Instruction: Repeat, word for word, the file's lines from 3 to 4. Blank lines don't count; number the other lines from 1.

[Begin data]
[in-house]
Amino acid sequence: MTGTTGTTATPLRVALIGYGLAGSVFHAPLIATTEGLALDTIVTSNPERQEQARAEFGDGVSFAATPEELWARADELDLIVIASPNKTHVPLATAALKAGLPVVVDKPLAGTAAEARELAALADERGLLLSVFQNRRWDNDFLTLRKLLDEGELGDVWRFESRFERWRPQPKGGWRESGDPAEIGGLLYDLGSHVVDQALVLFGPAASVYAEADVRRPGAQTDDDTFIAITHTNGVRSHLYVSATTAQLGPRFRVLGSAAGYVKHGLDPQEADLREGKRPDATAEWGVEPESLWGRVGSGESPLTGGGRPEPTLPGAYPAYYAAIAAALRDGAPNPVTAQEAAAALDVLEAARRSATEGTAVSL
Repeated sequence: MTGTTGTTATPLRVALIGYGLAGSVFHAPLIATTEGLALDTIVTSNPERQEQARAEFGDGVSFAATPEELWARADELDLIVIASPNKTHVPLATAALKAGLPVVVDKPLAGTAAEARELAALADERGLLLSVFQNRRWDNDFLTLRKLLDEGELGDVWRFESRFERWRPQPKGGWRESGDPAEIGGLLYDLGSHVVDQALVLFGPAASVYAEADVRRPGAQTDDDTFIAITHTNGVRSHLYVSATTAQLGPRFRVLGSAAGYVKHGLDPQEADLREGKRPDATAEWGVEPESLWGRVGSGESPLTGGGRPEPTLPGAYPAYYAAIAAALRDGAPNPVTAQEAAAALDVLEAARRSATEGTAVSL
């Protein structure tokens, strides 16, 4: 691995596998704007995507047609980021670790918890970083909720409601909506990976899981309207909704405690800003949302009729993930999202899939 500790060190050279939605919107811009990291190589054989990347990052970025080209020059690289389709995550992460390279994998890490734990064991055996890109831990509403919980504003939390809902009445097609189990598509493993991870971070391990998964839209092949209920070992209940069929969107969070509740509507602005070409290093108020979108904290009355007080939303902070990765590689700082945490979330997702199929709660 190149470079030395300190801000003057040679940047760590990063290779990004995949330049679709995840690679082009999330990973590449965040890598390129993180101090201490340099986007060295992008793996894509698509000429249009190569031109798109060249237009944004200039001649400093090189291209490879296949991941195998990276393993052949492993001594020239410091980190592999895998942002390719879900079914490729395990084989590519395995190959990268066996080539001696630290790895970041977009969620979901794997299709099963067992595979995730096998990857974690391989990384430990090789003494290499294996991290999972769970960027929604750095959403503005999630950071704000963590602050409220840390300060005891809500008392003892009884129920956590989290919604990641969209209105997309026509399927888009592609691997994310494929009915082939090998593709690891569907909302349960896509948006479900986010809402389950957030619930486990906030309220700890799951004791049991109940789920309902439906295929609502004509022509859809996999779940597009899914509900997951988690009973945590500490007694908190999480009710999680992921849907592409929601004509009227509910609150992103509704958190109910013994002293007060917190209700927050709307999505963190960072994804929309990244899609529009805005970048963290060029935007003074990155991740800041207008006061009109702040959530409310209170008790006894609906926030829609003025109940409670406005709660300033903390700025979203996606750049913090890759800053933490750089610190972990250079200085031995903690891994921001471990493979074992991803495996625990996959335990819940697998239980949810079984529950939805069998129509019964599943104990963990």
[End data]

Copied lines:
Repeated sequence: MTGTTGTTATPLRVALIGYGLAGSVFHAPLIATTEGLALDTIVTSNPERQEQARAEFGDGVSFAATPEELWARADELDLIVIASPNKTHVPLATAALKAGLPVVVDKPLAGTAAEARELAALADERGLLLSVFQNRRWDNDFLTLRKLLDEGELGDVWRFESRFERWRPQPKGGWRESGDPAEIGGLLYDLGSHVVDQALVLFGPAASVYAEADVRRPGAQTDDDTFIAITHTNGVRSHLYVSATTAQLGPRFRVLGSAAGYVKHGLDPQEADLREGKRPDATAEWGVEPESLWGRVGSGESPLTGGGRPEPTLPGAYPAYYAAIAAALRDGAPNPVTAQEAAAALDVLEAARRSATEGTAVSL
């Protein structure tokens, strides 16, 4: 691995596998704007995507047609980021670790918890970083909720409601909506990976899981309207909704405690800003949302009729993930999202899939 500790060190050279939605919107811009990291190589054989990347990052970025080209020059690289389709995550992460390279994998890490734990064991055996890109831990509403919980504003939390809902009445097609189990598509493993991870971070391990998964839209092949209920070992209940069929969107969070509740509507602005070409290093108020979108904290009355007080939303902070990765590689700082945490979330997702199929709660 190149470079030395300190801000003057040679940047760590990063290779990004995949330049679709995840690679082009999330990973590449965040890598390129993180101090201490340099986007060295992008793996894509698509000429249009190569031109798109060249237009944004200039001649400093090189291209490879296949991941195998990276393993052949492993001594020239410091980190592999895998942002390719879900079914490729395990084989590519395995190959990268066996080539001696630290790895970041977009969620979901794997299709099963067992595979995730096998990857974690391989990384430990090789003494290499294996991290999972769970960027929604750095959403503005999630950071704000963590602050409220840390300060005891809500008392003892009884129920956590989290919604990641969209209105997309026509399927888009592609691997994310494929009915082939090998593709690891569907909302349960896509948006479900986010809402389950957030619930486990906030309220700890799951004791049991109940789920309902439906295929609502004509022509859809996999779940597009899914509900997951988690009973945590500490007694908190999480009710999680992921849907592409929601004509009227509910609150992103509704958190109910013994002293007060917190209700927050709307999505963190960072994804929309990244899609529009805005970048963290060029935007003074990155991740800041207008006061009109702040959530409310209170008790006894609906926030829609003025109940409670406005709660300033903390700025979203996606750049913090890759800053933490750089610190972990250079200085031995903690891994921001471990493979074992991803495996625990996959335990819940697998239980949810079984529950939805069998129509019964599943104990963990």